Margaret could quite easily have moped around in relative luxury during her exile. Instead she embarked on a prolific writing career that constantly challenged accepted norms. Poems, and Fancies (1653) was the first book of English poetry deliberately published by a woman in her own name. To put this into context, historian Katie Whitaker found that in the first forty years of the seventeenth century there were eighty books published by women, equating to about 0.5% of all published work, and most of them were published posthumously or in pirated copies without the author’s consent. It was rare for even aristocratic women to be properly educated as their focus was normally housewifery. It was even suggested that education was dangerous for the inferior female brain which was deemed soft and incapable of absorbing information. Consequently, Margaret was educated at home in basic literacy. For her to dare to have an opinion was in itself an act of rebellion – to make this public was scandalous.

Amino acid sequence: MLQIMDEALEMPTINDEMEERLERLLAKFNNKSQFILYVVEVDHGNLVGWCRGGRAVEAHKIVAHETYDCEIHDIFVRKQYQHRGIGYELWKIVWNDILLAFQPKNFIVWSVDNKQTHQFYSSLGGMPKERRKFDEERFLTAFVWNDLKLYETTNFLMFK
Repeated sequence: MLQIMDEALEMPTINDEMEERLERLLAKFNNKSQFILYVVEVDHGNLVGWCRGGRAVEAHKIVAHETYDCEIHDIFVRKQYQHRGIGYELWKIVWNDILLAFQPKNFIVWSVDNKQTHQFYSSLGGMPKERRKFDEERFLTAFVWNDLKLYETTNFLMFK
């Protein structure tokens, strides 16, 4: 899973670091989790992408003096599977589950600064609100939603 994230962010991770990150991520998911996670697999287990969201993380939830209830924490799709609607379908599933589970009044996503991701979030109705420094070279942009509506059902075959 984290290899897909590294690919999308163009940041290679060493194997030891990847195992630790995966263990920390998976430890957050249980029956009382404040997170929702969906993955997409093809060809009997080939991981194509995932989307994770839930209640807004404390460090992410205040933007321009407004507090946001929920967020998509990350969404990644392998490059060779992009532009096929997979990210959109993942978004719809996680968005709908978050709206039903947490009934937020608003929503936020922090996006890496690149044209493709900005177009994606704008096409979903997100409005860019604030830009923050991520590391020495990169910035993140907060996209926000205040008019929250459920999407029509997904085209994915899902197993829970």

Poetry was the commonest genre of writing by women and was generally used to celebrate social occasions such as marriage. Yet exceptionally, for either a male or female, Margaret never once produced love poetry, deeming it too obvious and “a tree whereon all poets climb”. Instead she opted for philosophical verse that challenged the Christian-Judaism tradition of man’s superiority over nature. A Dialogue of Birds, for instance, critiqued man’s obsession with hunting and killing birds that dared eat the tiniest of fruits. She went on to argue that animals may have intelligence too. As she moved to other genres, she was keen to broach masculine subjects, debating the role of religion, law and philosophy. She advocated the celibacy of monks on the grounds that it helped keep the population down. Then she exposed the folly of religion, arguing that if men based their supremacy over women on the grounds that Jesus was a male, then men were by implication inferior to a dove, given that this is how the Holy Spirit is represented. The men didn’t like this smart arse, and negative rumours started to spread.